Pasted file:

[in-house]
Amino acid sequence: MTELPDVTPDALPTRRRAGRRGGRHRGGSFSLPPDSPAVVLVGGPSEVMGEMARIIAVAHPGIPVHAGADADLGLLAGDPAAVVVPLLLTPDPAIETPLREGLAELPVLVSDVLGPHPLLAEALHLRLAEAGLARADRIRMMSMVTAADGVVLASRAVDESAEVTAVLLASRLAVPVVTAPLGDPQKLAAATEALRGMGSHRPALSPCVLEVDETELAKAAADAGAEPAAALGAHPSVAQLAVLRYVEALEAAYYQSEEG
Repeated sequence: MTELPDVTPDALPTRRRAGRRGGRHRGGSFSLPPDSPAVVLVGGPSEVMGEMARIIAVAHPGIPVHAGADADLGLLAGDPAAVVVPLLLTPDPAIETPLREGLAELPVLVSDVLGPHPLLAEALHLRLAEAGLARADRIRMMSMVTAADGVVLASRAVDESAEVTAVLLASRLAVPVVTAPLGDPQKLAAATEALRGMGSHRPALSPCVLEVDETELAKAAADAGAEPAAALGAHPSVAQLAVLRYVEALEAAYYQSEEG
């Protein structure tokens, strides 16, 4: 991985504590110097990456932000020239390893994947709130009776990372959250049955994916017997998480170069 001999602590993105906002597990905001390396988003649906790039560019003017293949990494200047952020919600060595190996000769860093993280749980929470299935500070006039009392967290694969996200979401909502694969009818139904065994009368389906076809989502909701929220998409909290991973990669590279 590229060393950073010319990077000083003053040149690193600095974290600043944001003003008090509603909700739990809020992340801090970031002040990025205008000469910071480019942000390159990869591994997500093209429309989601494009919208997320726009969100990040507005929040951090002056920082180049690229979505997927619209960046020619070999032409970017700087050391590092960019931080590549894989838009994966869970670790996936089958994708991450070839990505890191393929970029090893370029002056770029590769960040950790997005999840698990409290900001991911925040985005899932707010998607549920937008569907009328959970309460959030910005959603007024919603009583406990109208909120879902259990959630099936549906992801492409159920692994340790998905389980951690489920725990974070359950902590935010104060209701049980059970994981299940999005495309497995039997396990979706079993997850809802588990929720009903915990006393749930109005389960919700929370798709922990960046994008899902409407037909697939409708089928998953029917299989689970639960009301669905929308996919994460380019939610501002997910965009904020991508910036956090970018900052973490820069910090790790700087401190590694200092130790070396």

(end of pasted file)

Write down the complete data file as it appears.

[in-house]
Amino acid sequence: MTELPDVTPDALPTRRRAGRRGGRHRGGSFSLPPDSPAVVLVGGPSEVMGEMARIIAVAHPGIPVHAGADADLGLLAGDPAAVVVPLLLTPDPAIETPLREGLAELPVLVSDVLGPHPLLAEALHLRLAEAGLARADRIRMMSMVTAADGVVLASRAVDESAEVTAVLLASRLAVPVVTAPLGDPQKLAAATEALRGMGSHRPALSPCVLEVDETELAKAAADAGAEPAAALGAHPSVAQLAVLRYVEALEAAYYQSEEG
Repeated sequence: MTELPDVTPDALPTRRRAGRRGGRHRGGSFSLPPDSPAVVLVGGPSEVMGEMARIIAVAHPGIPVHAGADADLGLLAGDPAAVVVPLLLTPDPAIETPLREGLAELPVLVSDVLGPHPLLAEALHLRLAEAGLARADRIRMMSMVTAADGVVLASRAVDESAEVTAVLLASRLAVPVVTAPLGDPQKLAAATEALRGMGSHRPALSPCVLEVDETELAKAAADAGAEPAAALGAHPSVAQLAVLRYVEALEAAYYQSEEG
């Protein structure tokens, strides 16, 4: 991985504590110097990456932000020239390893994947709130009776990372959250049955994916017997998480170069 001999602590993105906002597990905001390396988003649906790039560019003017293949990494200047952020919600060595190996000769860093993280749980929470299935500070006039009392967290694969996200979401909502694969009818139904065994009368389906076809989502909701929220998409909290991973990669590279 590229060393950073010319990077000083003053040149690193600095974290600043944001003003008090509603909700739990809020992340801090970031002040990025205008000469910071480019942000390159990869591994997500093209429309989601494009919208997320726009969100990040507005929040951090002056920082180049690229979505997927619209960046020619070999032409970017700087050391590092960019931080590549894989838009994966869970670790996936089958994708991450070839990505890191393929970029090893370029002056770029590769960040950790997005999840698990409290900001991911925040985005899932707010998607549920937008569907009328959970309460959030910005959603007024919603009583406990109208909120879902259990959630099936549906992801492409159920692994340790998905389980951690489920725990974070359950902590935010104060209701049980059970994981299940999005495309497995039997396990979706079993997850809802588990929720009903915990006393749930109005389960919700929370798709922990960046994008899902409407037909697939409708089928998953029917299989689970639960009301669905929308996919994460380019939610501002997910965009904020991508910036956090970018900052973490820069910090790790700087401190590694200092130790070396």